Allergic contact dermatitis of the knee
Allergic contact dermatitis means the skin has touched something that provoked an allergic reaction, causing inflammation and irritation.
"Contact" means the allergic reaction came from touching something, not from consuming something. The first exposure to the substance sensitizes the immune system, and then the second exposure actually causes the symptoms.
The most common causes of allergic contact dermatitis are:
- Nickel, a metal often used in belt buckles, the buttons on pants, and jewelry, including piercing jewelry.
- Poison ivy.
- Various types of perfumes, including those founds in soaps, fabric softeners, and detergents.
- Of course, there are many more.
Symptoms include red, itching, scaling, flaking skin that may be painful due to the irritation and inflammation.
Diagnosis is made through first avoiding contact with any suspected substance, to see if the dermatitis clears. Patch testing can be done if the results are not certain.
Treatment involves fully avoiding the allergy-provoking substance and using topical steroid cream as prescribed. Cool compresses and calamine lotion can help to ease the discomfort.
Top Symptoms: knee redness, knee itch, scabbed area of the knee
Symptoms that always occur with allergic contact dermatitis of the knee: knee redness
Irritant contact dermatitis
Irritant contact dermatitis means a skin reaction that is caused by directly touching an irritating substance, and not by an infectious agent such as a bacteria or virus.
Common causes are soap, bleach, cleaning agents, chemicals, and even water. Almost any substance can cause it with prolonged exposure. Contact dermatitis is not contagious.
Anyone who works with an irritating substance can contract the condition. Mechanics, beauticians, housekeepers, restaurant workers, and health care providers are all susceptible.
Symptoms include skin that feels swollen, stiff, and dry, and becomes cracked and blistered with painful open sores.
A medical provider can give the best advice on how to heal the skin and avoid further irritation. Self-treatment can make the problem worse if the wrong creams or ointments are used.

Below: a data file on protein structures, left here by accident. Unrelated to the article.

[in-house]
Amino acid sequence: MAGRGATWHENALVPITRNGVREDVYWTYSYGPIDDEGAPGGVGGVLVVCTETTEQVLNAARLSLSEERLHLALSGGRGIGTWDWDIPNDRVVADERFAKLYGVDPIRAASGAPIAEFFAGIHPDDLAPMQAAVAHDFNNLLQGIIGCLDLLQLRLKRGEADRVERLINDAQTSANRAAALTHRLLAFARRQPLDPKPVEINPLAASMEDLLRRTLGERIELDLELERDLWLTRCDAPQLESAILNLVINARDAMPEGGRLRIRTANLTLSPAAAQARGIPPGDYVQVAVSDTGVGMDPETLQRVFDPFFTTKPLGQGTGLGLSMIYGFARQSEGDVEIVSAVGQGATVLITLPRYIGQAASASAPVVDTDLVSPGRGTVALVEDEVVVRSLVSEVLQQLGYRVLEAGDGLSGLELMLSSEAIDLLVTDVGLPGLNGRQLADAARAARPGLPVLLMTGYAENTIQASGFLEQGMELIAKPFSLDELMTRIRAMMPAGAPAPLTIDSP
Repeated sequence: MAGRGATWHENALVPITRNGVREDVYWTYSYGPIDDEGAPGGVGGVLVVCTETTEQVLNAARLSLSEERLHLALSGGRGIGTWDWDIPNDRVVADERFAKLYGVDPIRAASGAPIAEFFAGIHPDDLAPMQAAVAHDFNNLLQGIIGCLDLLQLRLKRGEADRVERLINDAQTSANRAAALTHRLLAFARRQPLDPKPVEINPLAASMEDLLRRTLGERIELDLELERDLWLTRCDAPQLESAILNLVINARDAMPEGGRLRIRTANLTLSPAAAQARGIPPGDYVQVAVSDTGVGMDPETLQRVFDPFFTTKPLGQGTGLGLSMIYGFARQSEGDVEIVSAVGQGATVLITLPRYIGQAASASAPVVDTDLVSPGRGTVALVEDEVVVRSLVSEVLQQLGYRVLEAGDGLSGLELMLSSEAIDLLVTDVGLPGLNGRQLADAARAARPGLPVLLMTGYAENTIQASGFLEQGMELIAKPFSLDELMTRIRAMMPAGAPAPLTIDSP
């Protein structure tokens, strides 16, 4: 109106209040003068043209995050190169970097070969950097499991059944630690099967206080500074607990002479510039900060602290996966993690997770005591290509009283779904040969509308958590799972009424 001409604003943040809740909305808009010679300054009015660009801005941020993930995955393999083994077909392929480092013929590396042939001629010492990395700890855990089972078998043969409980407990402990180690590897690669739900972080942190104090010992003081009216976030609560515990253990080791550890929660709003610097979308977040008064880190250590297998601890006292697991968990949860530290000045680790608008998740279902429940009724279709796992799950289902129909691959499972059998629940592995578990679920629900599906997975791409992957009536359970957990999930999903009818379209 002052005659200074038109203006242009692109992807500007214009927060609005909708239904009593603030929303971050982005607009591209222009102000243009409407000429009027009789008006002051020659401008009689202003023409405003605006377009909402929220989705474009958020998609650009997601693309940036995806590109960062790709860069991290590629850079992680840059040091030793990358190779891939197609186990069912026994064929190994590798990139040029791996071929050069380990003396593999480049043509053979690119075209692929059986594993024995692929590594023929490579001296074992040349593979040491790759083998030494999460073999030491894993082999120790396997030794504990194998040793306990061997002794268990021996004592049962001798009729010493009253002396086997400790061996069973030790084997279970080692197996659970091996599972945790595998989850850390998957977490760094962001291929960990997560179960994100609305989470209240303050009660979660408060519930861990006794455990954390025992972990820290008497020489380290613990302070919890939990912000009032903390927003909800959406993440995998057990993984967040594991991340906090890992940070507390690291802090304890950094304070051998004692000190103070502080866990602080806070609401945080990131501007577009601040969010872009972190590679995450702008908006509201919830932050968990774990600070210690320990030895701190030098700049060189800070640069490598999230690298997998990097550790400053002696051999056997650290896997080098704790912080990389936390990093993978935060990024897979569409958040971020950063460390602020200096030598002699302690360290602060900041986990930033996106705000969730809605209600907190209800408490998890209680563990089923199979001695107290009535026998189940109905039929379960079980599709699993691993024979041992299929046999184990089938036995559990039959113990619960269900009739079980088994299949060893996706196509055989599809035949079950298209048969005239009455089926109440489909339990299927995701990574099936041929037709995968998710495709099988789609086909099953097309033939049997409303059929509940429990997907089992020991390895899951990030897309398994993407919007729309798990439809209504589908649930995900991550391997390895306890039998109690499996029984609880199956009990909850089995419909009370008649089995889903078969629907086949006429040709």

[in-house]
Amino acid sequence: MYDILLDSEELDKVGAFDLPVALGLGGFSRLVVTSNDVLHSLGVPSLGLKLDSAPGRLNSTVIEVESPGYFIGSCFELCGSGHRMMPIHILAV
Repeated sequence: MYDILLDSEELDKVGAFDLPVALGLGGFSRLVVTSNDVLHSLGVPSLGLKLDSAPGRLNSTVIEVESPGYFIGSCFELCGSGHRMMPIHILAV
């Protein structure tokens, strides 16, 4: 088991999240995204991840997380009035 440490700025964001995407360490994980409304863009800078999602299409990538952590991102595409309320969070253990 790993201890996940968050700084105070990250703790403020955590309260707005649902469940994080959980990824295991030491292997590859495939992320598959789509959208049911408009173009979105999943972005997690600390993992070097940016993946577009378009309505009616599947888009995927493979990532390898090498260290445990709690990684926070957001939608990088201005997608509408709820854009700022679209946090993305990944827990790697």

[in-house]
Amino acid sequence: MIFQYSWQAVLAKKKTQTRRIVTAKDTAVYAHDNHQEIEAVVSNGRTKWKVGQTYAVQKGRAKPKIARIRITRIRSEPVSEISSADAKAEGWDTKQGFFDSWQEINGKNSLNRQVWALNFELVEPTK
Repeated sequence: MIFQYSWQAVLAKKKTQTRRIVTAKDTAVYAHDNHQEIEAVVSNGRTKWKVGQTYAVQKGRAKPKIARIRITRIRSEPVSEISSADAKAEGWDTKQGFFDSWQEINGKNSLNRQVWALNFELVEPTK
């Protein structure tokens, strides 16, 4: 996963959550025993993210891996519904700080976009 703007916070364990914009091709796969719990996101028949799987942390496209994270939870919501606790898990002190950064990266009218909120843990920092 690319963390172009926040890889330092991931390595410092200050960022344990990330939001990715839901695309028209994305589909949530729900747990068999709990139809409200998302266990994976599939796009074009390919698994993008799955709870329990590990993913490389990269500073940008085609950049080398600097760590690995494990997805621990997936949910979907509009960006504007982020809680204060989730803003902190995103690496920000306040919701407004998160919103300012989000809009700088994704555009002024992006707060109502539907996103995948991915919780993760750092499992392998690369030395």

Diagnosis is made through patient history, to find out what substances the patient comes into contact with, and through physical examination of the damaged skin.
Treatment involves avoiding the irritating substance if possible. Otherwise, the person can use petroleum jelly on the hands underneath cotton and then rubber gloves.
Top Symptoms: rash with well-defined border, itchy rash, red or pink, rough patch of skin, painful rash, red rash
Symptoms that always occur with irritant contact dermatitis: rash with well-defined border
Symptoms that never occur with irritant contact dermatitis: fever, black-colored skin changes, brown-colored skin changes, blue-colored skin changes
Questions your doctor may ask about knee itch
To diagnose this condition, your doctor would likely ask the following questions:
- Did you possibly brush into poison ivy, poison oak, or poison sumac?
- Any fever today or during the last week?
- Do you have a rash?
- Do you have skin changes anywhere that skin touches or rubs other skin (such as the back of the knee, inside of the elbow or wrist, or the armpit)?
Self-diagnose with our free Buoy Assistant if you answer yes on any of these questions.
Knee itch symptom checker statistics
People who have experienced knee itch have also experienced:
- 14% Lower Leg Itch
- 11% Upper Leg Itch
- 6% Ankle Itch
People who have experienced knee itch were most often matched with:
- 66% Eczema (Atopic Dermatitis)
- 33% Allergic Contact Dermatitis Of The Knee
People who have experienced knee itch had symptoms persist for:
- 28% Less than a day
- 26% Less than a week
- 24% Over a month
Source: Aggregated and anonymized results from Buoy Assistant.